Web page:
Beauty and the Geek

Ironically, the people most likely to enjoy Beauty and the Geek are those least likely to watch it. It is, after all, a reality show, and that’s not normally the preserve of anyone with more than a room-temperature IQ. But just as I’d stumbled upon and eventually loved Big Bang Theory, I had the same slow thaw towards B&TG for precisely the same reasons.

There’s that mild discomfort that stems from identifying just a little too closely with one side or the other. It’s not the behaviour of the “geeks” that makes me realise I’m one of them, but my absolute contempt for the “beauties”. Beauty, it seems, means nothing more than to be slim and polished. You don’t have to be particularly good-looking – few of these women are blessed with pretty faces – but you do have to be skinny, orange-baked and big-haired. The former is something I’ll never master, and dieting knocks a good 20 IQ points off your glucose-deprived brain. The latter is easy enough to achieve, but every minute you spend exfoliating, waxing, plucking, scrubbing and moisturising is a minute you don’t spend (say) reading up on current affairs. If I look at the “beauties” and automatically assume them to be vacuous, shallow and a little bit thick, I’m probably not far off the mark. Since this is a TV game show, they’ve chosen the most extreme bimbettes – just as the geeks are fashion-clueless and socially awkward, with no room in their brains for anything beyond physics and Star Trek.

Beauty and the Geek is a game show, and one with a very simple premise. A group of “beauties” and a group of “geeks” spend several weeks together in a mansion, paired off and undergoing various trials. Tests have included teaching the geeks to rap and the beauties to assemble a home rocket kit. There are elimination rounds for the lowest scorers, using traditional quiz show question-answer formats. Thus the contestants are whittled away. The couple who demonstrates the most development – beauty develops a brain; geek develops social skills – stands to win $250,000.

Some of the most memorable moments to date have included the semi-finalist geek persuading people not to vote for his team, since his team-mate was so selfish that he didn’t believe she deserved to win. In season four, the format was revised to add one male “beauty” (who I frankly thought was gay until he stopped oiling his muscles) and one female geek who inevitably improved after donning a pretty frock. Interestingly, most of the geek boys fancied her a lot more than the bland, dyed, fake-boobed monstrosities that populated the rest of the house.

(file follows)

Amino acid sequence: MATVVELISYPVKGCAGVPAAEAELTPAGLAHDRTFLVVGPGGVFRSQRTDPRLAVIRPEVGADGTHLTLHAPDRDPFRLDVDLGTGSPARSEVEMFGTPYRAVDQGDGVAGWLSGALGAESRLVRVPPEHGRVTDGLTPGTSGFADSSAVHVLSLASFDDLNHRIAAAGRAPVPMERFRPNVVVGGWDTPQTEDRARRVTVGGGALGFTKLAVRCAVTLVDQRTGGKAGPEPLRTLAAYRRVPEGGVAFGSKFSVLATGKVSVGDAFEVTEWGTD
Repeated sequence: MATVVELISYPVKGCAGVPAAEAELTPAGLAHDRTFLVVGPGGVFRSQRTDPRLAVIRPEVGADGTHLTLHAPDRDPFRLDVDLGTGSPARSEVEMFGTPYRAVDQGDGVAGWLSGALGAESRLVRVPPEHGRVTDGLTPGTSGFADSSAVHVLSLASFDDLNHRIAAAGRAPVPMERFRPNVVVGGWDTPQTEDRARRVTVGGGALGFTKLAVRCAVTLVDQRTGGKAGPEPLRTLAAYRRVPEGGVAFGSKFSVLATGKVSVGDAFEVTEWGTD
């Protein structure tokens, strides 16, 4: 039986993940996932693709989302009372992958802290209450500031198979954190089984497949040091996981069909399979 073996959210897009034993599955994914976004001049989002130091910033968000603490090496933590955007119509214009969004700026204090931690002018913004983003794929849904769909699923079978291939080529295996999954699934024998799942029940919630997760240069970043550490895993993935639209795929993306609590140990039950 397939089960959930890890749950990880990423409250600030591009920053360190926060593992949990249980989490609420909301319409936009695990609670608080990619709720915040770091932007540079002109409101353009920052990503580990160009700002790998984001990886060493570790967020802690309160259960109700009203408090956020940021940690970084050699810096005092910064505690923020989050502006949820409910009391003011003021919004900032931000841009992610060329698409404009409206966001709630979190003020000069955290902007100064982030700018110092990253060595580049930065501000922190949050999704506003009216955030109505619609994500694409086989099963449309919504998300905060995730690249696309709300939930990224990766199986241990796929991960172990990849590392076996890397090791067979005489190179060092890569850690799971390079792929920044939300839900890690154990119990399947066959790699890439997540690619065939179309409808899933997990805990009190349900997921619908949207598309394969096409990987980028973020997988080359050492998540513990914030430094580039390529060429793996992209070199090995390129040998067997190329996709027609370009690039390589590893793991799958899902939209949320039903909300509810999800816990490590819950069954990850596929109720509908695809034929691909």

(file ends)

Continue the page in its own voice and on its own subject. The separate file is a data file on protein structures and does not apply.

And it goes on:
Even more interestingly, it is difficult not to warm to the ditzy girls after spending a little time with them. Sure, they’re thick as two short planks, but they’ve never had to bother to think about anything ever because one flutter of their fake lashes and boys are running around to do their thinking for them. Perhaps I sympathise because I too default to the let-the-man-do-it mentality because boys have more practice at (insert practical thing here) and are generally better at it. There’s a case to be made for effective resource management – I’m as likely to bugger up fixing the computer as he is to burn the lasagne – but there has to be some level of self-sufficiency, and as these women learn those skills, they become more confident in themselves.

On the other hand, it really has to be admitted that the geeks look better after a makeover. While I harbour a general distrust of any man who takes longer over his appearance than I do, basic hygiene is a must and beards rarely suit anyone. The made-over men again have more confidence, which allows them to drop their defences and converse more readily with other people. This in turn opens up their chances to date and socialise with wider groups of people, and that makes them happier. It’s hard not to be fascinated by that process.

Although season four has only just aired in the UK, production on season six is on hiatus as producers Ashton Kutcher and Jason Goldberg (Punk’d) and Nick Santora (Prison Break) consider how to reinvigorate the format.

I’ll look forward to seeing what they come up with – but in the meantime, it has inspired me to drag a brush through my hair once in a while.

Couldn’t hurt, right?

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